The muffin cars, electric-powered vehicles built to resemble cupcakes, scoot around the open spaces of the San Mateo Event Center & Expo, a sprawling fairground about 20 miles south of San Francisco and, on this day, a million miles from normal.
Just inside the gates of the third annual Maker Faire, a converted fire engine belches an occasional explosive flare that sends a chest-pounding Pfoomp! throughout the fairground, startling bystanders over and over again. That contraption was made by folks from the Crucible, an industrial arts studio based in Oakland where people can take lessons in welding, blacksmithing and many, many other ways to play with heat and flame.
Nearby is the Swarm, a set of 30-inch cut-aluminum orbs that roll around on the grass, self-powered but guided by remote control. Children are playing keep-away with them.
But they are definitely not playing tag with Justin Gray’s fire sculptures around the corner. It could have something to do with the fact that they look like menacing tanks on clanking treads. Or it could be the way Robot Libby, the one that emits a horrifying turbine whine from a metallic ball bobbing on a heavy iron chain, spits gouts of multicolored flame. (As Mr. Gray manipulates the remote control, the machine mixes powders into the flame to change its color: strontium for red, copper for bluish green, steel powder for a fireworks effect.) Each burst sends a heat wave that rocks the onlookers back a step or two.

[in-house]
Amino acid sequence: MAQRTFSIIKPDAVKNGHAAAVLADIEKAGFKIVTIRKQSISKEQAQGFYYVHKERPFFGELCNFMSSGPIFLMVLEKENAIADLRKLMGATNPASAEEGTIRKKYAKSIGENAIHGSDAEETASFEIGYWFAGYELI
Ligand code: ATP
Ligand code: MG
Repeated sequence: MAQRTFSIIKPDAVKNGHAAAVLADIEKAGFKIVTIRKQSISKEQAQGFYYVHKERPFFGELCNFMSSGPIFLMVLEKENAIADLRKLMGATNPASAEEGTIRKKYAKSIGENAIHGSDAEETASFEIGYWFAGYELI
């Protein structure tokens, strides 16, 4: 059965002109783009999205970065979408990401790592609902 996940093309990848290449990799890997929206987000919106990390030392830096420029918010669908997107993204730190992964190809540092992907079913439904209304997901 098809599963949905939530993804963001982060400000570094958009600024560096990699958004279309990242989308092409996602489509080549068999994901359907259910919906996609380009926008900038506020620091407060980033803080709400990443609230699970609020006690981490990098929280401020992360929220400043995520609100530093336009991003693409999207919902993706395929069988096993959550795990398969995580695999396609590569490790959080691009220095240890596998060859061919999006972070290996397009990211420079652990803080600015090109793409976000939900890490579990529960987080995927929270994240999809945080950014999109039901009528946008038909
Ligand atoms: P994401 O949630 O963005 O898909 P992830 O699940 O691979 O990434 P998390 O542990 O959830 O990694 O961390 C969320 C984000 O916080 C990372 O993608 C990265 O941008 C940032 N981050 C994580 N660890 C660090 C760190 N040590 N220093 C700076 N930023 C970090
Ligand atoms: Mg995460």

At first blush, then, this festival, sponsored by Make magazine, is a gathering place of pyromaniacs and noise junkies, the multiply pierced and the extensively tattooed. But wander awhile, and the showy surface gives way to a wondrous thing: the gathering of folks from all walks of life who blend science, technology, craft and art to make things both goofy and grand. (See images from the fair and listen to audio interviews with some participants.)